At the laying of the cornerstone for the building on October 13, 1932, Chief Justice Charles Evans Hughes stated, "The Republic endures and this is the symbol of its faith." The building was designed on a scale in keeping with the importance and dignity of the Court and the Judiciary as a coequal, independent branch of the Federal government and as a symbol of "the national ideal of justice in the highest sphere of activity." Sixteen marble columns at the main west entrance support the portico and on the architrave above is incised, "Equal Justice Under Law." Capping the entrance is the pediment filled with a sculpture group by Robert Aitken, representing Liberty Enthroned Guarded by Order and Authority. Cast in bronze, the west entrance doors sculpted by John Donnelly, Jr., depict historic scenes in the development of the law. The east entrance's architrave bears the legend, "Justice the Guardian of Liberty." A sculpture group by Herman A. McNeil is located above the east entrance that represents great lawgivers, Moses, Confucius, and Solon, flanked by symbolic groups representing Means of Enforcing the Law, Tempering Justice with Mercy, Carrying on Civilization, and Settlement of Disputes Between States.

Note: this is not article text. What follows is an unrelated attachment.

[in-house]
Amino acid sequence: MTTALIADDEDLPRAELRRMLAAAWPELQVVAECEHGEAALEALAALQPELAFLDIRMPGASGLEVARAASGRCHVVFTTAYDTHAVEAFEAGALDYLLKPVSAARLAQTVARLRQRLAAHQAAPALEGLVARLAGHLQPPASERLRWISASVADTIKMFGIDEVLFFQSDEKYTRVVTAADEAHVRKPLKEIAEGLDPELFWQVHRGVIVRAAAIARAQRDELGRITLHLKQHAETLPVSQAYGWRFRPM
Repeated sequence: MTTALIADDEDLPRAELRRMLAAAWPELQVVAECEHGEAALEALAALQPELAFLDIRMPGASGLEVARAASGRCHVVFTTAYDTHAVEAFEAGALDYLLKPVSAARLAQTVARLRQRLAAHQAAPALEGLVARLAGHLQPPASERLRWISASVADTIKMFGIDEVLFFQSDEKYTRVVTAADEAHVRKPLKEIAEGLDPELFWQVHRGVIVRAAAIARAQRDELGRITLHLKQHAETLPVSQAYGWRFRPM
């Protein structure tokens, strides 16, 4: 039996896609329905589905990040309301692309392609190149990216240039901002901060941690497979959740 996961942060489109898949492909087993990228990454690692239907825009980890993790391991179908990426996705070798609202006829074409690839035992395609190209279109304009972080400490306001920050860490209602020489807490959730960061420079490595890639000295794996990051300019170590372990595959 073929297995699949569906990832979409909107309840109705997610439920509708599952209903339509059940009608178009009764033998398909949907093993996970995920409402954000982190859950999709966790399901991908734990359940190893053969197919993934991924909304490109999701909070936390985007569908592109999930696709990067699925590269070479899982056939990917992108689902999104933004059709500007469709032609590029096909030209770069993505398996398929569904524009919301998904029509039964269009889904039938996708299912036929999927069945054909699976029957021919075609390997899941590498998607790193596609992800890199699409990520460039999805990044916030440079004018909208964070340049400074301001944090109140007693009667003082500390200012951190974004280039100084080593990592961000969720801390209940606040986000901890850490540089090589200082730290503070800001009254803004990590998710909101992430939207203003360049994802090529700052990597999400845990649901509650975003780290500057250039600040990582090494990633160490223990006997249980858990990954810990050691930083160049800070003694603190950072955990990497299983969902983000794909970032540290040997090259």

The Supreme Court Building is located at 1st and East Capitol Sts., NE. Self-guided exhibits on the main level are available for touring Monday through Friday, 9:00 am to 4:30 pm. Lectures on the Supreme Court are presented on the main level every hour on the half-hour, Monday through Friday, 9:00 am to 3:30 pm. For more information call, 202/479-3000.
* The White House, U.S. Supreme Court Building, U.S. Capitol, and related buildings and grounds are legally exempted from listing in the National Register of Historic Places, according to the National Historic Preservation Act of 1966.